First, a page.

A substantial part of the offer process will be gathering information beforehand. Look over any real estate disclosures carefully. Discovering major issues could save you a lot of heartaches.
For example, did the seller pull all the necessary building permits for work performed at the home? Is there something nearby the property that could cause concern?
These are examples of what you want to discover before making a home offer.
Hire a Real Estate Attorney
If you make an attractive offer and it’s accepted, you’ll need some legal help. A real estate attorney is crucial to look over all the paperwork you’ll be signing, including the purchase and sale agreement.
Your real estate attorney will negotiate with the seller’s lawyer to finalize an agreement. Having legal advice is essential when making a house offer.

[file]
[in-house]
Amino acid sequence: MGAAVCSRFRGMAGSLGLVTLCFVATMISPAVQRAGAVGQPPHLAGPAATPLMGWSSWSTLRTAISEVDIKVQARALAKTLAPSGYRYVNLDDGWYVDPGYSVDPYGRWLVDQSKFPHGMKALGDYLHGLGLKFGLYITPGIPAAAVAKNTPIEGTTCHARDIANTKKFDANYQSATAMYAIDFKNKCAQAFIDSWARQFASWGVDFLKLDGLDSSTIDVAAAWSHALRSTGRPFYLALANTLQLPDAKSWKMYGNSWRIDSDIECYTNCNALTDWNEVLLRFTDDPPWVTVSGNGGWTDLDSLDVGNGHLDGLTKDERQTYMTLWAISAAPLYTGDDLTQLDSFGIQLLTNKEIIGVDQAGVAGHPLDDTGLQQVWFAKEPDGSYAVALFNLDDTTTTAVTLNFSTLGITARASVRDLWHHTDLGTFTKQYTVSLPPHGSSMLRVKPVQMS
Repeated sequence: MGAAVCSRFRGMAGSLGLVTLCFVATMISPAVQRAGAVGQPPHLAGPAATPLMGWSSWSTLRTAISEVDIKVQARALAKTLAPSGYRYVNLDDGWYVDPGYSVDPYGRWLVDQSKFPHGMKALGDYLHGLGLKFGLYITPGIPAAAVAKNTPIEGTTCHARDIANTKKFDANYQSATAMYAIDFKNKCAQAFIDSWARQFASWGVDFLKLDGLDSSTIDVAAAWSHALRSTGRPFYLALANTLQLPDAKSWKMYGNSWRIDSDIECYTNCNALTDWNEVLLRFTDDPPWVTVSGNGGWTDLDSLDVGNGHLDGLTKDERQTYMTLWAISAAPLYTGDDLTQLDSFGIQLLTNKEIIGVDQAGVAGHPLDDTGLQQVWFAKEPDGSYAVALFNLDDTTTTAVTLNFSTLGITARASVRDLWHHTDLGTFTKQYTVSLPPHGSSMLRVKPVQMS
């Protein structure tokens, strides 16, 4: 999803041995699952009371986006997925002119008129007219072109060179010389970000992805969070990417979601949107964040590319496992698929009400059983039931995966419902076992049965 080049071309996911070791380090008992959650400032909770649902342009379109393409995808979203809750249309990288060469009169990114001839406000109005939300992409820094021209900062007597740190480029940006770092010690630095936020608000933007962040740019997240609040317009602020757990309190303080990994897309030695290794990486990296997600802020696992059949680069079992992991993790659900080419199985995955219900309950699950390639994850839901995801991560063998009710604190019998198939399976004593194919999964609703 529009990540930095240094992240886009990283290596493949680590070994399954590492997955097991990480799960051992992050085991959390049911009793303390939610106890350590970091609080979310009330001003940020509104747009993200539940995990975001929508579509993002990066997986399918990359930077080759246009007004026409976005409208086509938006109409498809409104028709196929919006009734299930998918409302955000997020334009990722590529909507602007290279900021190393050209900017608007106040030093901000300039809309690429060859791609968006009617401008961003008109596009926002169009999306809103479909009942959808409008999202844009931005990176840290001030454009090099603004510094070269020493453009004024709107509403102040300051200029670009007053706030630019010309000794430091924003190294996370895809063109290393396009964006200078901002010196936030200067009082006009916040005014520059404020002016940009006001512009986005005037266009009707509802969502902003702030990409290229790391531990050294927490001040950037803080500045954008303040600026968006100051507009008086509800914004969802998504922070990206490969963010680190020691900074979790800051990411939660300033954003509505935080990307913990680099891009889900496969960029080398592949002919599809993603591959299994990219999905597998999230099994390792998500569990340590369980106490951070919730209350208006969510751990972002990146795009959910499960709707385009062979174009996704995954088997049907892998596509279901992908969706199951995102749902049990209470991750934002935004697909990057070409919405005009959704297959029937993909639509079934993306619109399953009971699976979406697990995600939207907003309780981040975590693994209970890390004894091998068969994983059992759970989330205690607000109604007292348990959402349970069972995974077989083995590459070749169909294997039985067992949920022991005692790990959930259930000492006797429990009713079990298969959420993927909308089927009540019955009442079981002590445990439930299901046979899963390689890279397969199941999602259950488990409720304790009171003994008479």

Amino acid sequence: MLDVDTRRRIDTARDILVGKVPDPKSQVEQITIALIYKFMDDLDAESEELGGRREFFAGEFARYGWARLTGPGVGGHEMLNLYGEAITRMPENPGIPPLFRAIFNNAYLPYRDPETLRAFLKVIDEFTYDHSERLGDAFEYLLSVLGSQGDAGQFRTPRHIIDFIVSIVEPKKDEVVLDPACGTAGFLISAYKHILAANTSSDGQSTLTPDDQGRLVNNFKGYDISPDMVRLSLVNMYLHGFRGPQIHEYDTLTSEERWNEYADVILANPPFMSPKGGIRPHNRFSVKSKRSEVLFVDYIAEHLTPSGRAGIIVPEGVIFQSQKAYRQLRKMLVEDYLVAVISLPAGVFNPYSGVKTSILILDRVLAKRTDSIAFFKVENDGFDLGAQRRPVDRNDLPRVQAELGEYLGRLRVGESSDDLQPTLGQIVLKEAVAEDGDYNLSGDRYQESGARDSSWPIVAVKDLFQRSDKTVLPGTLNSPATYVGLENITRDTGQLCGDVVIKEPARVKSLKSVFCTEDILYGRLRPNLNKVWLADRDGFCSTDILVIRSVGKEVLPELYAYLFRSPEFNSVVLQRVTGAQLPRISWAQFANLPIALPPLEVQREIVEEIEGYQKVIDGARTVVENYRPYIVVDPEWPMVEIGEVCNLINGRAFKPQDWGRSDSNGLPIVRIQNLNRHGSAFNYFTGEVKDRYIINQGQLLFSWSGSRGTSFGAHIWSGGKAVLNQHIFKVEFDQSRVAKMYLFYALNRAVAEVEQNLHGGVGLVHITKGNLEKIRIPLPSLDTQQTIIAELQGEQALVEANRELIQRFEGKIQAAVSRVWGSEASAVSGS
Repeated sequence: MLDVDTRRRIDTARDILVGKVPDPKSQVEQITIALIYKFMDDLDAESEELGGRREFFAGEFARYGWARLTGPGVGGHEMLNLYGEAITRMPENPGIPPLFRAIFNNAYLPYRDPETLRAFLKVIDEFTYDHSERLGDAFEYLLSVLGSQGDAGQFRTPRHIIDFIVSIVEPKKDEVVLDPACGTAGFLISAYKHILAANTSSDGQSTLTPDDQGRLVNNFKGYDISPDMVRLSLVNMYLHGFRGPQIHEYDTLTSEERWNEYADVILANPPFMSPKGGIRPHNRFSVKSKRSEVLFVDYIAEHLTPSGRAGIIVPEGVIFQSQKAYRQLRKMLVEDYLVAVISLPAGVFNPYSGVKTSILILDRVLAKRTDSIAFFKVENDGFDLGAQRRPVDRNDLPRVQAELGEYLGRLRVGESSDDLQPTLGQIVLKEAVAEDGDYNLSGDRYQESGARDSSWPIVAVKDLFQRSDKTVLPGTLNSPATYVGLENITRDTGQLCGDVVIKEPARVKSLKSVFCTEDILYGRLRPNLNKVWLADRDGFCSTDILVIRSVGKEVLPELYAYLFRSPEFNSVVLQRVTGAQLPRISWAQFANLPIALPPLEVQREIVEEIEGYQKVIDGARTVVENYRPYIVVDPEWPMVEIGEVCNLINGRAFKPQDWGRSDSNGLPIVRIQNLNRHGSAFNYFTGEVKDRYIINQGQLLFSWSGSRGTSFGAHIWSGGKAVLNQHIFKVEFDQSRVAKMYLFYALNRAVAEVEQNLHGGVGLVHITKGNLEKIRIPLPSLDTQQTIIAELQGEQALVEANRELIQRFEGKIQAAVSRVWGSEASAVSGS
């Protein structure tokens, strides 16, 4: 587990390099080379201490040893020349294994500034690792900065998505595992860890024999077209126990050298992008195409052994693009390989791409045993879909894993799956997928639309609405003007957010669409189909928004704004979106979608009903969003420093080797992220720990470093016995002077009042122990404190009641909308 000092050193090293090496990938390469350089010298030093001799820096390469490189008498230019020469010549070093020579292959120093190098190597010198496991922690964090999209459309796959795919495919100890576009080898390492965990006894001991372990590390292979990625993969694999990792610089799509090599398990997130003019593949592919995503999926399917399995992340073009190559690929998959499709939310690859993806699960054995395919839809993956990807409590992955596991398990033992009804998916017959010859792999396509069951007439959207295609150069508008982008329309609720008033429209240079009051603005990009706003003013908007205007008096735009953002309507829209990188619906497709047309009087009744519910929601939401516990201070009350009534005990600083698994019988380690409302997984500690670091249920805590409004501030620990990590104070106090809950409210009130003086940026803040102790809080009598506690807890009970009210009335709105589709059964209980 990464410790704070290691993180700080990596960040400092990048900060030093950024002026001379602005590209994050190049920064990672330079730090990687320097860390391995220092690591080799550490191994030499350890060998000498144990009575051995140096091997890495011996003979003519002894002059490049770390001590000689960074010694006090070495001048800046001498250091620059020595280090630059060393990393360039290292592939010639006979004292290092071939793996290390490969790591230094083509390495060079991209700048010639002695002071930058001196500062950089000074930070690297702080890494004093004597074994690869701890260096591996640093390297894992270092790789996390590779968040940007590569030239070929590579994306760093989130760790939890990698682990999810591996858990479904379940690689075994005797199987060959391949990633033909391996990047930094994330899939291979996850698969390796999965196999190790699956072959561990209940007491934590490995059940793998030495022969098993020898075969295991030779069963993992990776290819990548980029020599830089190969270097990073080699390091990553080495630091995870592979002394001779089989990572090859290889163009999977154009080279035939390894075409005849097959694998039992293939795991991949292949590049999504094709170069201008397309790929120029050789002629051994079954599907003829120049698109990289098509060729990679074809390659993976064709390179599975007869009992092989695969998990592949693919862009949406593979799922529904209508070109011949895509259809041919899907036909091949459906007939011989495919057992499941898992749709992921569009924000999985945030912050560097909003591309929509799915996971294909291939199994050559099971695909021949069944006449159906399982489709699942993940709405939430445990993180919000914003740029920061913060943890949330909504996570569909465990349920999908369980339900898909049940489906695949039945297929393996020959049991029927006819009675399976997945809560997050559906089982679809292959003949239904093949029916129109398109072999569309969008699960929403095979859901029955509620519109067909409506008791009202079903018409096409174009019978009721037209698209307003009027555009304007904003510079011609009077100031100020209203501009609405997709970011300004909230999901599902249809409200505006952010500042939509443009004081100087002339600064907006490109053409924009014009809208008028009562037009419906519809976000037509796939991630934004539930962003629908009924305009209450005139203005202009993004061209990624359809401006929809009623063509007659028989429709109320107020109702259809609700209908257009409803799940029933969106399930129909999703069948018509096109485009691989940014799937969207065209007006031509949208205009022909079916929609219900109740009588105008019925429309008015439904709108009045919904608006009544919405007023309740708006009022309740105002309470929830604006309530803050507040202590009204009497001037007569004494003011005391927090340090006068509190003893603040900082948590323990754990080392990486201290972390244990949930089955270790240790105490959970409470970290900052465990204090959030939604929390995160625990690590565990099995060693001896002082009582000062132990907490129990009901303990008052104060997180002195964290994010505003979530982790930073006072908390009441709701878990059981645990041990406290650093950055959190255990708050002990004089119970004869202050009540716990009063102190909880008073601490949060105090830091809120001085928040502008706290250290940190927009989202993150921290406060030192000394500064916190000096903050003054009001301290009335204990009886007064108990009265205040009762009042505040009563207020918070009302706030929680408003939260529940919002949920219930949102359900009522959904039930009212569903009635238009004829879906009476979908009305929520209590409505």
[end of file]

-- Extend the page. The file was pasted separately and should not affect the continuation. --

Some states, like Massachusetts, have two contracts. You will sign an offer to purchase agreement first and then purchase and sale around two weeks later.
Another good reason to have an attorney is to perform a title search to ensure there are no encumbrances.
Preparing to Make an Offer for a House
With the help of your real estate agent, you should have found your ideal home. When you are sure you want to move forward and make an offer, there are a few stages involved:
- Plan your approach – decide on an offer amount, contingencies, and earnest money
- Make an offer in writing
Let’s look at the different elements of making an offer.
Deciding How Much to Offer
The next step before you make an offer for a house is to know what’s appropriate. You don’t want to be making offers willy-nilly.
Prudent consideration needs to be given to the amount you offer to the seller. You want to make a competitive offer without it being too low to avoid it being entirely disregarded by the seller.
You’ll also want to stay well within your budget, so you have room to maneuver in negotiations.